During Wesley’s lifetime he kept a tight control on the organisation; however following his death several breakaway groups started. The first was the Methodist New Connexion of 1797 which though similar to Wesleyan Methodism believed that members should have a greater say in the running and decision making of the church. The more important split was that of the Primitive Methodists which was caused by enthusiastic members not wishing to toe the more conservative ‘party line’. Dissent was caused by the decision of the hierarchy to forbid ‘camp meetings’ in which large numbers of followers assembled in an isolated spot for a day and a night revival meeting. In political terms this decision might make some sense given the suspicion in which the Methodists were beginning to be regarded by the authorities, and the possibility that these meetings might be seen as seditious. The proponents of these camps, Bourne and Clowes, thus separated from Wesleyan Methodism in 1810 and created the Primitive Methodist Church which over the next 60-80 years grew rapidly especially in areas like Norfolk. Primitive sounds an odd name to our ears but really meant going back to the roots where Methodism started in outdoor evangelistic preaching rather than becoming part of the establishment. Look around and see how many chapels and converted chapels have Primitive Methodist over the doorway. Even small villages often had two chapels and Walsingham was no exception. Later in 1932 the various strands of Methodism combined which led to the Methodist Church of today.
Because of the large number of chapels and the need to provide preachers for all the services a plan of who was preaching where and when was developed. This has always remained a characteristic feature of all branches of Methodism. The “Plan” is in essence no more than a diary of appointments for the of preachers working within a certain circuit – in practice they could be considerably more complex than this and cover more than just the Sunday services.
Quite when the first plan, as such, was drawn up is not known for certain; Wesley himself had drawn up a weekly preaching plan for the London preaching places and preachers in 1754. The first mention of a plan is in a letter by John Wesley dated 16 February 1780 requesting that Christopher Hopper, one of his assistants at Colne furnish him with a copy of the ‘plan’ and implying that Hopper had been the originator of such plans within the Colne Society.
These plans, originally designed to help the Preachers, were at some time started to be printed and made available for members to buy.
They are fascinating in their own right as historical documents but unfortunately at the time were treated as we might consider a magazine or newspaper and thrown out when the new plan arrived. Because of this only random plans survive. Nevertheless they give us a snapshot of life at that time.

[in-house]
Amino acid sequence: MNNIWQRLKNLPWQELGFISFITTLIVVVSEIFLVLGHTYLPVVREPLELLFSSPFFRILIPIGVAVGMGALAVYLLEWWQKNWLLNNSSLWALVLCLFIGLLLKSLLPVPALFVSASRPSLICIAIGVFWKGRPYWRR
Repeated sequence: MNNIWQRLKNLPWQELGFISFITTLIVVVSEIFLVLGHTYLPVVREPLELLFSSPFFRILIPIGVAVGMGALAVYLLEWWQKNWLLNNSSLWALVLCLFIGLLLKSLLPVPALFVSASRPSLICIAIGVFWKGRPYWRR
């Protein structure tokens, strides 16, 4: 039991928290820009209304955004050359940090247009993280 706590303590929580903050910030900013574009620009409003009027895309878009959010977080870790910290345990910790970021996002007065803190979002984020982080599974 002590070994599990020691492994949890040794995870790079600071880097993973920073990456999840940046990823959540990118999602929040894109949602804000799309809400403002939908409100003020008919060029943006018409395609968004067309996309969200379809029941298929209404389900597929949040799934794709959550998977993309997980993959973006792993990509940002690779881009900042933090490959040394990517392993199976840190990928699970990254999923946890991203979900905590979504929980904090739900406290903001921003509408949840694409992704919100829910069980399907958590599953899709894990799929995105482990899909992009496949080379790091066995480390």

Look at the numbers of chapels; How many survive today? Where are they? How many are now holiday homes?
Consider what an effect Methodism had on the local people; How the chapel was the centre of their whole life and how dedicated to it they were.
Consider why each village had its own chapel in the days before cars and buses.
Look at how many services were planned each week at even the smallest chapels.
Look at the distances the preachers had to travel before the days of cars and bicycles; you can see that often a preacher would be planned for 2 services at the same chapel on a Sunday as a result. Imagine walking miles home after a Sunday evening service and going to work early the next morning.
Looking at a typical plan the basic layout hasn’t changed a great deal. It shows
- A list of the various chapels or other meeting places
- A list of the preachers
- A diary of places, times and people together with any other special notes
At the head of the list are the travelling preachers, later ministers – On Wesleyan plans these are often indicated by Surname alone whereas Local Preachers are given by Initial and Surname. The Primitive Methodists were somewhat more democratic in not distinguishing them by style, though travelling preachers still headed the list.
Local Preachers were ranked in order of seniority (i.e. how long they have been L.P.s) on the plan although today the list is sometimes alphabetical – they could lose some of this seniority, to ‘be sunk’, by missing appointments or other misdemeanors, more serious breaches of course meant that they were expelled. On older plans the preachers were given a number which was shown against the chapel service rather than a name. Dropping down the numerical rankings by losing seniority was something to be avoided at all costs! Many preachers would spend over 50 years on the plan and indeed our circuit today has one active preacher who started in 1957! ‘Exhorters’ also appear on some plans as a separate list. Most plans, covering the main Sunday services, are for a three month quarter year.
Below the list of Preachers would be various notices for that quarter giving dates of various meetings, special collections, together with a list of exhortations not to miss, or be late for, appointments etc. Sometimes poetry, hymns etc could be found on plans together with other circuit information .